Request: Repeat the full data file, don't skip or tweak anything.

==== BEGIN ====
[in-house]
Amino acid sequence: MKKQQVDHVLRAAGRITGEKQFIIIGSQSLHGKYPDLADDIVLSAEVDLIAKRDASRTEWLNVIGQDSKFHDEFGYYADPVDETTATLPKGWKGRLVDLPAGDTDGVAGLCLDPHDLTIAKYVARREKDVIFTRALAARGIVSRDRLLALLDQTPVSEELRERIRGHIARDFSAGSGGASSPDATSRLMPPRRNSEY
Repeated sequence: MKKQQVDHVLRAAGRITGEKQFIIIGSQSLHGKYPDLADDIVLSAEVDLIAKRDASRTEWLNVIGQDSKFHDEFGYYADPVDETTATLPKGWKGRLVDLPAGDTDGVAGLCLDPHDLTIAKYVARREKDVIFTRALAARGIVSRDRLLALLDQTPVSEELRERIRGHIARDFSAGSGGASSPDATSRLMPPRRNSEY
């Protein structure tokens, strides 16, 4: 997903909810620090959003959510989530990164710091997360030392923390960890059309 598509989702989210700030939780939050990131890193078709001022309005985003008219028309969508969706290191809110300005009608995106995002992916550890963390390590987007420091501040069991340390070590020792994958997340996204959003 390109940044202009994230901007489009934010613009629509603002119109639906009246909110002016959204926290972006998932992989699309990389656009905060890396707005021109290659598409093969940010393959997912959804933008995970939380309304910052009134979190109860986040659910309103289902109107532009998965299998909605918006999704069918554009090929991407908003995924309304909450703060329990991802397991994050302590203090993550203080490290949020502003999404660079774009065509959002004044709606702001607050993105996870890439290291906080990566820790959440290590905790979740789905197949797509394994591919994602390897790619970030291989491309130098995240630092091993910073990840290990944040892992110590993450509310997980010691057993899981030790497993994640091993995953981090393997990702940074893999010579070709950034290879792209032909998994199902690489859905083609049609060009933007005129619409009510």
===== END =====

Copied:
[in-house]
Amino acid sequence: MKKQQVDHVLRAAGRITGEKQFIIIGSQSLHGKYPDLADDIVLSAEVDLIAKRDASRTEWLNVIGQDSKFHDEFGYYADPVDETTATLPKGWKGRLVDLPAGDTDGVAGLCLDPHDLTIAKYVARREKDVIFTRALAARGIVSRDRLLALLDQTPVSEELRERIRGHIARDFSAGSGGASSPDATSRLMPPRRNSEY
Repeated sequence: MKKQQVDHVLRAAGRITGEKQFIIIGSQSLHGKYPDLADDIVLSAEVDLIAKRDASRTEWLNVIGQDSKFHDEFGYYADPVDETTATLPKGWKGRLVDLPAGDTDGVAGLCLDPHDLTIAKYVARREKDVIFTRALAARGIVSRDRLLALLDQTPVSEELRERIRGHIARDFSAGSGGASSPDATSRLMPPRRNSEY
């Protein structure tokens, strides 16, 4: 997903909810620090959003959510989530990164710091997360030392923390960890059309 598509989702989210700030939780939050990131890193078709001022309005985003008219028309969508969706290191809110300005009608995106995002992916550890963390390590987007420091501040069991340390070590020792994958997340996204959003 390109940044202009994230901007489009934010613009629509603002119109639906009246909110002016959204926290972006998932992989699309990389656009905060890396707005021109290659598409093969940010393959997912959804933008995970939380309304910052009134979190109860986040659910309103289902109107532009998965299998909605918006999704069918554009090929991407908003995924309304909450703060329990991802397991994050302590203090993550203080490290949020502003999404660079774009065509959002004044709606702001607050993105996870890439290291906080990566820790959440290590905790979740789905197949797509394994591919994602390897790619970030291989491309130098995240630092091993910073990840290990944040892992110590993450509310997980010691057993899981030790497993994640091993995953981090393997990702940074893999010579070709950034290879792209032909998994199902690489859905083609049609060009933007005129619409009510």